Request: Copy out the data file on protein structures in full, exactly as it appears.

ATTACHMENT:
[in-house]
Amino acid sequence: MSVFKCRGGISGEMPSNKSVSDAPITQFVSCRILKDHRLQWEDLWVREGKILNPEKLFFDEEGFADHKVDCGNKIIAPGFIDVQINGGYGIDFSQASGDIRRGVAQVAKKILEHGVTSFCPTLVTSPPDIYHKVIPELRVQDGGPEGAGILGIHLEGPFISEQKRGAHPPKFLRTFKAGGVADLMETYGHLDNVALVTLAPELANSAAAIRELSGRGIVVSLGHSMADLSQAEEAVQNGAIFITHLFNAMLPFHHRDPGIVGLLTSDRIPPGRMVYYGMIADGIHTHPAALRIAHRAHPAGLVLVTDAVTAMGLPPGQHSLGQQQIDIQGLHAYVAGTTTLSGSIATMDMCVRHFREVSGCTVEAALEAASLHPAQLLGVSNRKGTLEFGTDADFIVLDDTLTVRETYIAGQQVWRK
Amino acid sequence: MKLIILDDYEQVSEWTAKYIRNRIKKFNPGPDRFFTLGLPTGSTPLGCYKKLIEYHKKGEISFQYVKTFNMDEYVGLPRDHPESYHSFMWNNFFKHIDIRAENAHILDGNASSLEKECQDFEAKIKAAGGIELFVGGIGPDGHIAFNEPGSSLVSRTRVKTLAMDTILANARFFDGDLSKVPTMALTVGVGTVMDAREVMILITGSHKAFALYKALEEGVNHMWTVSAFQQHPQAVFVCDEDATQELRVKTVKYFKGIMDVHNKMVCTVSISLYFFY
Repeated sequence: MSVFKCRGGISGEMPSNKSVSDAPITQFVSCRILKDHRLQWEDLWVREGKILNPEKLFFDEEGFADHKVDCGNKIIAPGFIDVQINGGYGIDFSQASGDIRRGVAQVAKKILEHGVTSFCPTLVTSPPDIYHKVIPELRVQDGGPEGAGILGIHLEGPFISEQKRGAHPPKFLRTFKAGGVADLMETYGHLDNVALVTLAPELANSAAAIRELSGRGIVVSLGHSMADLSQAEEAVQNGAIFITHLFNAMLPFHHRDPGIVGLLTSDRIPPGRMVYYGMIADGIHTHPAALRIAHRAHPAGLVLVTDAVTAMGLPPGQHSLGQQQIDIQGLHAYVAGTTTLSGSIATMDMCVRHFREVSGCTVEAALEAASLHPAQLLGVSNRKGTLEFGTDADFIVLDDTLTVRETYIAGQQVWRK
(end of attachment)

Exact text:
[in-house]
Amino acid sequence: MSVFKCRGGISGEMPSNKSVSDAPITQFVSCRILKDHRLQWEDLWVREGKILNPEKLFFDEEGFADHKVDCGNKIIAPGFIDVQINGGYGIDFSQASGDIRRGVAQVAKKILEHGVTSFCPTLVTSPPDIYHKVIPELRVQDGGPEGAGILGIHLEGPFISEQKRGAHPPKFLRTFKAGGVADLMETYGHLDNVALVTLAPELANSAAAIRELSGRGIVVSLGHSMADLSQAEEAVQNGAIFITHLFNAMLPFHHRDPGIVGLLTSDRIPPGRMVYYGMIADGIHTHPAALRIAHRAHPAGLVLVTDAVTAMGLPPGQHSLGQQQIDIQGLHAYVAGTTTLSGSIATMDMCVRHFREVSGCTVEAALEAASLHPAQLLGVSNRKGTLEFGTDADFIVLDDTLTVRETYIAGQQVWRK
Amino acid sequence: MKLIILDDYEQVSEWTAKYIRNRIKKFNPGPDRFFTLGLPTGSTPLGCYKKLIEYHKKGEISFQYVKTFNMDEYVGLPRDHPESYHSFMWNNFFKHIDIRAENAHILDGNASSLEKECQDFEAKIKAAGGIELFVGGIGPDGHIAFNEPGSSLVSRTRVKTLAMDTILANARFFDGDLSKVPTMALTVGVGTVMDAREVMILITGSHKAFALYKALEEGVNHMWTVSAFQQHPQAVFVCDEDATQELRVKTVKYFKGIMDVHNKMVCTVSISLYFFY
Repeated sequence: MSVFKCRGGISGEMPSNKSVSDAPITQFVSCRILKDHRLQWEDLWVREGKILNPEKLFFDEEGFADHKVDCGNKIIAPGFIDVQINGGYGIDFSQASGDIRRGVAQVAKKILEHGVTSFCPTLVTSPPDIYHKVIPELRVQDGGPEGAGILGIHLEGPFISEQKRGAHPPKFLRTFKAGGVADLMETYGHLDNVALVTLAPELANSAAAIRELSGRGIVVSLGHSMADLSQAEEAVQNGAIFITHLFNAMLPFHHRDPGIVGLLTSDRIPPGRMVYYGMIADGIHTHPAALRIAHRAHPAGLVLVTDAVTAMGLPPGQHSLGQQQIDIQGLHAYVAGTTTLSGSIATMDMCVRHFREVSGCTVEAALEAASLHPAQLLGVSNRKGTLEFGTDADFIVLDDTLTVRETYIAGQQVWRK